Wednesday, 30 March 2016

The Dean 300

I was at the start on time (ref 2012) and Andy was at the start on time (ref 2014).  All was looking good.  But where were the organisers? Did they not get to the start on time?  News of them having set up camp at the back of the Peartee car park travelled like messages in an ants colony.   A trail of riders eventually made their way to the back, picking up brevet cards just in time for the 6AM off.

False start
I had entered the Dean not being sure if I would be fit enough for a hilly 300.  But the more I talked myself out of it, the more I saw it as a challenge.  By Tuesday I was completely up for it and even the forecasted low temperatures didn't put me off anymore. 

The Dean 300
'I had to try'.  This is what Michael said also.  Although he had booked a Travelodge room for the Friday night, he went back home to pick up a crucial electronic gear shifting battery.  We saw him the next day.  Despite having had only 1.5 hours sleep he said 'he had to try'.   Michael, Pete and I ended up in a triplette.  It's always good to have company after dark.   I knew Michael was digging deep when he asked whether there was a cat sitting in the middle of the road.  That rubbish bag looked nothing like a cat!

The ride went very well.  I was pleasantly surprised.  The high gearing on my new bike didn't trouble me too much although I did walk up the 14% climb to Somerset Monument and also up Hackpen Hill.  At least Hackpen Hill has a name, I thought.  From Chepstow onwards I had planned to count the hills from 1 to 10.  The first climb towards Thornbury, after the Severn Bridge, didn't seem so bad, so I didn't count that one.  I certainly couldn't count the ones I walked.  By the time we got to Lambourn it was time to give up on the counting idea.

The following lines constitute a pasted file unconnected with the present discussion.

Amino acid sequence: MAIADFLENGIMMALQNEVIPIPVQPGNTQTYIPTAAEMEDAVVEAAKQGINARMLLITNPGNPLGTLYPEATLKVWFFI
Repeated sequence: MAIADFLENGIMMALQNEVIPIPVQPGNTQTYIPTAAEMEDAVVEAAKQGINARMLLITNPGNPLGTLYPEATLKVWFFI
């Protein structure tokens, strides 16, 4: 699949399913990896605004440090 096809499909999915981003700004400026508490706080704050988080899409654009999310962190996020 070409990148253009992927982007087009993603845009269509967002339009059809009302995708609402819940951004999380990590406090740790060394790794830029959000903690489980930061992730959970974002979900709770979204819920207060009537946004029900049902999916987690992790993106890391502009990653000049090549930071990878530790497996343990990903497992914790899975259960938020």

Sometimes I can't tell if we have headwind or tailwind.  Early on I put my buff over my ears and pretended there was no wind at all.  When Pete and I crossed the Severn Bridge, the angle of Pete's bike told me for sure which direction the wind came from! Our triplette did well to take it in turns to battle against the wind.  Pete seemed to revive, having not felt very well in he first half, and took the lead a big proportion of the time.  Thank you Pete!

Camp Hackney
I didn't feel broken like I normally do after a long ride.  I could still talk and even complete my brevet card!  It was great to finish back at camp Hackney where there was a tent, outdoor heater, soup, tea, beer, laughter, company and Andy.   Andy came out of his van to say hello, give a blanket, hold my torch whilst I did my brevet card, have a chat.  How wonderful!  This has been the best finish to the Dean ever.

In previous rides, I would be totally shattered, struggle my bike in the car, struggle myself into a sleeping bag, sleep till I get too cold, then drive off to the next service station.  This time, there was the welcoming finish party, and then I made my way to the Travelodge hotel.  Wheeled my bike into the room.  Had a shower and ate rice pudding.  Then! Then, I still had the energy and inclination to get my brand new chain link pliers out.  Took the chain off the bike and put it in a pot of degreaser.   Amazing! The next day I completed the chain cleaning and compared the job to professional oven cleaning: 'comes out shining like jewellery'.

I didn't take many photos.  It was a rather grey day and I was in minimalist mode.  I did take a photo of the farm though.